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Memorandum on Media regulation in the Islamic Republic of Iran


The purpose of this Memorandum is to examine the legal framework regulating the media in Iran in the context of the international standards governing the right to freedom of expression. Key issues regarding the legal framework, and how these problems are compounded by administrative and judicial practices, will be outlined, as well as the extent to which these diverge from international standards.

The sources of law for the regulation of the media addressed in the Memorandum are the Constitution, the Press Law and the Penal Code. There are also relevant provisions in other statutes such as the Theologians’ Law and the Public and Revolutionary Courts’ Procedural Law. Practice demonstrates that the Preventive Restraints Act is also utilised in respect of the media. Islamic law serves as an over-arching source of law,1 which informs the content and interpretation of many of these legislative provisions.

Television and radio broadcasting are firmly controlled by a constitutionally entrenched State broadcasting monopoly.2 Incoming foreign news is tightly restricted by a prohibition on satellite antennae introduced in 1995 and prior censorship provisions concerning all foreign publications.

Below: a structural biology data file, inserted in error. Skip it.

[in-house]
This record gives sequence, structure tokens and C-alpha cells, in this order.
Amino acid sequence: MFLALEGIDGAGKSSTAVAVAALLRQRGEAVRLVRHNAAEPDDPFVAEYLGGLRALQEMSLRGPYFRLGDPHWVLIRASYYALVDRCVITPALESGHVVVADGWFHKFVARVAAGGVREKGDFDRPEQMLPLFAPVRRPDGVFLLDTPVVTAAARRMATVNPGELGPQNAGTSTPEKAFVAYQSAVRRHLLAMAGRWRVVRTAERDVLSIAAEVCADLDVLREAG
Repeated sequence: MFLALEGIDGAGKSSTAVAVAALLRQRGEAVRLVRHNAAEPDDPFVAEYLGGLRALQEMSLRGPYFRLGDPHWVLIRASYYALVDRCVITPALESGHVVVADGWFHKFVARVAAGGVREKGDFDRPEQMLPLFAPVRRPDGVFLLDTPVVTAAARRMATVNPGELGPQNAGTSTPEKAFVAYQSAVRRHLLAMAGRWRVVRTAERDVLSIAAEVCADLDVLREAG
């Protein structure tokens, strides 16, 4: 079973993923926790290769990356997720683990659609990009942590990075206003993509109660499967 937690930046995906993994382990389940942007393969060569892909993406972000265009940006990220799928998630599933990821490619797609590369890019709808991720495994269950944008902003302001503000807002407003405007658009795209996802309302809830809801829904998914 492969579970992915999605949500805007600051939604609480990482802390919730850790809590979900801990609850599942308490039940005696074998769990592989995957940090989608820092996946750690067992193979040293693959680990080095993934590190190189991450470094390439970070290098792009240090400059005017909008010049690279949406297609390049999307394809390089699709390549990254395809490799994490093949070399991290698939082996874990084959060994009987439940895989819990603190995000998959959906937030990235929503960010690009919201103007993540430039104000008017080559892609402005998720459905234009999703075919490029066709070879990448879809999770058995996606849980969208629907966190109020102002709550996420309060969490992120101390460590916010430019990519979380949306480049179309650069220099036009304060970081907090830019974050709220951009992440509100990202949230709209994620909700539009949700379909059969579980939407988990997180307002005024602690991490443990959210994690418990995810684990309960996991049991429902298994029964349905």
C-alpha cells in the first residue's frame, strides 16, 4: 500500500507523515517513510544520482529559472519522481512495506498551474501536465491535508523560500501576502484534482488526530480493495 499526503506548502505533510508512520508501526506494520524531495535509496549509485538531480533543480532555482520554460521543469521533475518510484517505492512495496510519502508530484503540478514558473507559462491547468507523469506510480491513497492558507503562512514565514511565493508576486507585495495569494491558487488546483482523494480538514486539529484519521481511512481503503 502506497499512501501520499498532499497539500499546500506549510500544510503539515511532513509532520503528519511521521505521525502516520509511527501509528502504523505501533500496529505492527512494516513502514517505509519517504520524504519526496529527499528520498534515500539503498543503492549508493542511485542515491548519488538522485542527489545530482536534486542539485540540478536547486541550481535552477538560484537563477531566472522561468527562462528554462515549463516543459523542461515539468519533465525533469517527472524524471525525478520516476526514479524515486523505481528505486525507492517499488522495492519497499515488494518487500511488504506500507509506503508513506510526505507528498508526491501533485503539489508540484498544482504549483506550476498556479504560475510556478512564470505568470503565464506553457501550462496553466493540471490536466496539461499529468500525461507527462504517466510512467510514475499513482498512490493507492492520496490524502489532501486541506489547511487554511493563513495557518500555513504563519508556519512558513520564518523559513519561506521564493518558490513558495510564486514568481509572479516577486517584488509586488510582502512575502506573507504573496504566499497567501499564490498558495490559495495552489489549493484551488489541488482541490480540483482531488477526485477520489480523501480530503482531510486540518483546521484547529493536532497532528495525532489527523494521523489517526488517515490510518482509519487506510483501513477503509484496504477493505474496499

In terms of press regulation, the Press Law very seriously restricts the role of the media within society. ARTICLE 19 is particularly concerned about the extensive restrictions on what content can be published and the excessively harsh penalties, including incarceration, flogging and suspension/banning of media outlets, which are standard sanctions for violation of the Press Law. ARTICLE 19 notes that the lack of objective criteria and clear definitions in the Press Law are particularly problematic from the perspective of the right to freedom of expression. The same law provides for licensing for all individuals and organisations operating in the press sector, another very serious concern. Finally, we note that there are a number of problematic administrative and judicial practices which further heighten the repressive impact of the legislative provisions, including the inappropriate use of the Revolutionary Court and the issuing of written orders by the Executive concerning what material can be discussed in the print media. These and other practices are outlined in detail in this Memorandum.

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